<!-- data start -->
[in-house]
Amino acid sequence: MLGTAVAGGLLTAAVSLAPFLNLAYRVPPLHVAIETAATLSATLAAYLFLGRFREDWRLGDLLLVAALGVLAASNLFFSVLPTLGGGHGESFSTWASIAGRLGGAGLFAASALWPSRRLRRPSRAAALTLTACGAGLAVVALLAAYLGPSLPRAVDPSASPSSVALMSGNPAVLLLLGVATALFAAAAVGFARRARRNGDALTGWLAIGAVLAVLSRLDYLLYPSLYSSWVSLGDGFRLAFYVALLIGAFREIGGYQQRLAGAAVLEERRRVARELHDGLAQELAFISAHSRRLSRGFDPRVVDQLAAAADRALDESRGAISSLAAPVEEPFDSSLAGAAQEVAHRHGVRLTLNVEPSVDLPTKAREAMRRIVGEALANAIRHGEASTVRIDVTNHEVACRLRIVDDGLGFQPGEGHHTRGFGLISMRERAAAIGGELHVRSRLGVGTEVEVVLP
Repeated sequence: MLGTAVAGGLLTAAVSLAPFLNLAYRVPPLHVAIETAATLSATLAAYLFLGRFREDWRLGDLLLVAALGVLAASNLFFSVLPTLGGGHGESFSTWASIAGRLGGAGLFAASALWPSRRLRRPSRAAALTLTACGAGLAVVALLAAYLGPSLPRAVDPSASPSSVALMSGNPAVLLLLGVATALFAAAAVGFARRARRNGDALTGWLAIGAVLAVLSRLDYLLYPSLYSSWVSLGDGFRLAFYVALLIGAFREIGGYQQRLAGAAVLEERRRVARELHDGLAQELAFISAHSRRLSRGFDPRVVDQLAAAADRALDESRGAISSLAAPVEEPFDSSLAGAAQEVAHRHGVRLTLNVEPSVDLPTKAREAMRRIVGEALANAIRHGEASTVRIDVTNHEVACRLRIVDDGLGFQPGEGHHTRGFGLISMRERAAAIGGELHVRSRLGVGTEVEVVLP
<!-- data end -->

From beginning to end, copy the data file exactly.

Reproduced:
[in-house]
Amino acid sequence: MLGTAVAGGLLTAAVSLAPFLNLAYRVPPLHVAIETAATLSATLAAYLFLGRFREDWRLGDLLLVAALGVLAASNLFFSVLPTLGGGHGESFSTWASIAGRLGGAGLFAASALWPSRRLRRPSRAAALTLTACGAGLAVVALLAAYLGPSLPRAVDPSASPSSVALMSGNPAVLLLLGVATALFAAAAVGFARRARRNGDALTGWLAIGAVLAVLSRLDYLLYPSLYSSWVSLGDGFRLAFYVALLIGAFREIGGYQQRLAGAAVLEERRRVARELHDGLAQELAFISAHSRRLSRGFDPRVVDQLAAAADRALDESRGAISSLAAPVEEPFDSSLAGAAQEVAHRHGVRLTLNVEPSVDLPTKAREAMRRIVGEALANAIRHGEASTVRIDVTNHEVACRLRIVDDGLGFQPGEGHHTRGFGLISMRERAAAIGGELHVRSRLGVGTEVEVVLP
Repeated sequence: MLGTAVAGGLLTAAVSLAPFLNLAYRVPPLHVAIETAATLSATLAAYLFLGRFREDWRLGDLLLVAALGVLAASNLFFSVLPTLGGGHGESFSTWASIAGRLGGAGLFAASALWPSRRLRRPSRAAALTLTACGAGLAVVALLAAYLGPSLPRAVDPSASPSSVALMSGNPAVLLLLGVATALFAAAAVGFARRARRNGDALTGWLAIGAVLAVLSRLDYLLYPSLYSSWVSLGDGFRLAFYVALLIGAFREIGGYQQRLAGAAVLEERRRVARELHDGLAQELAFISAHSRRLSRGFDPRVVDQLAAAADRALDESRGAISSLAAPVEEPFDSSLAGAAQEVAHRHGVRLTLNVEPSVDLPTKAREAMRRIVGEALANAIRHGEASTVRIDVTNHEVACRLRIVDDGLGFQPGEGHHTRGFGLISMRERAAAIGGELHVRSRLGVGTEVEVVLP